Jeff Bezos: Anyone who denies reality of climate change is 'not being reasonable'

Jeff Bezos, founder and chief executive officer of Amazon, speaks in Washington, D.C., on Sept. 19, 2019.
Andrew Harrer | Bloomberg | Getty Images

Denying climate change is dangerous and unreasonable in the year 2020, according to billionaire Amazon founder Jeff Bezos.

Speaking at Amazon's Smbhav summit for small and medium-sized enterprises in New Delhi, India, Bezos described climate change as a big problem and warned that Earth is "a finite planet."

"You can go back 10 years or 20 years and there were people who just did not acknowledge that climate change is real," he said. "Anybody today who is not acknowledging that climate change is real — that we humans are affecting this planet in a very significant and dangerous way — those people are not being reasonable."

"This is a big problem and it's going to take collective action all over the world if we are going to make progress on that problem," he added.

Amazon unveiled its "climate pledge" last year, which aims to reach the goals of the Paris Agreement 10 years early, and commits the retailer to operate on 100% renewable electricity by 2030. Other climate initiatives the tech giant has committed to include being plastic-free in India by June and acquiring 100,000 electric delivery vehicles.

Under the Paris Agreement — a landmark deal adopted in 2015 — nations agreed to a framework to prevent global temperatures from rising by any more than 2 degrees Celsius, although the treaty aims to prevent global temperature rises exceeding 1.5 degrees Celsius. Targets and timeframes differ by country, and President Donald Trump has since announced his nation's withdrawal from the agreement.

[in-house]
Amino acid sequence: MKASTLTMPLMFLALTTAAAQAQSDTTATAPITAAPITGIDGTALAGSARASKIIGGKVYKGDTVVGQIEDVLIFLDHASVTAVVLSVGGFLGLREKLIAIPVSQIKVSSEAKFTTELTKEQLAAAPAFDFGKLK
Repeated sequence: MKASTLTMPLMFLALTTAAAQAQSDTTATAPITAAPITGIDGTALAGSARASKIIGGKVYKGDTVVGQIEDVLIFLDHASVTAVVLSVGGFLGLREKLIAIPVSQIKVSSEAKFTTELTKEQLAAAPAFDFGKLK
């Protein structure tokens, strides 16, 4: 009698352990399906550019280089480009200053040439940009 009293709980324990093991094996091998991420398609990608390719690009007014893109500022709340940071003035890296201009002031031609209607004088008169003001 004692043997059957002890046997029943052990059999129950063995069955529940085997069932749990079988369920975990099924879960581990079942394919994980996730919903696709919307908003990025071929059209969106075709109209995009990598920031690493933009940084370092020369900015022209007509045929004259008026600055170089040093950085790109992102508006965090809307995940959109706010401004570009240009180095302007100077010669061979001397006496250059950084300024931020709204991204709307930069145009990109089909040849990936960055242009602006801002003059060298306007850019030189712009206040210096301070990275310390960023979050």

Amazon's climate pledge was announced after more than 4,500 employees urged the company to take aggressive action on climate change back in April.

"When a large company like Amazon with 700,000 employees and a big global footprint does something like the climate pledge, it really can be a needle mover," Bezos said on Wednesday. "Because it's not just Amazon, it's our supply chain. For us to meet that pledge, they have to meet that pledge."

He added that he was using his own connections to work with CEOs around the world on climate change policies.

"We have sent robotic probes to every planet in the solar system — this is the good one," he said. "There are no other good planets in this solar system. We have to take care of this one."

Bezos, who also owns space exploration firm Blue Origin, predicted that in hundreds of years, humanity would move all polluting industries into space.

Despite Bezos' public commitment to reducing the impact of climate change through his companies, reports emerged earlier this month claiming Amazon had threatened to fire employees who spoke out against the retailer's environmental policies.

There could also be a business incentive for corporations to implement climate policies, according to BlackRock CEO Larry Fink.

In an annual letter to CEOs published Tuesday, Fink said climate change would soon trigger a significant reallocation of capital.

"Climate change has become a defining factor in companies' long-term prospects," he said. "But awareness is rapidly changing, and I believe we are on the edge of a fundamental reshaping of finance."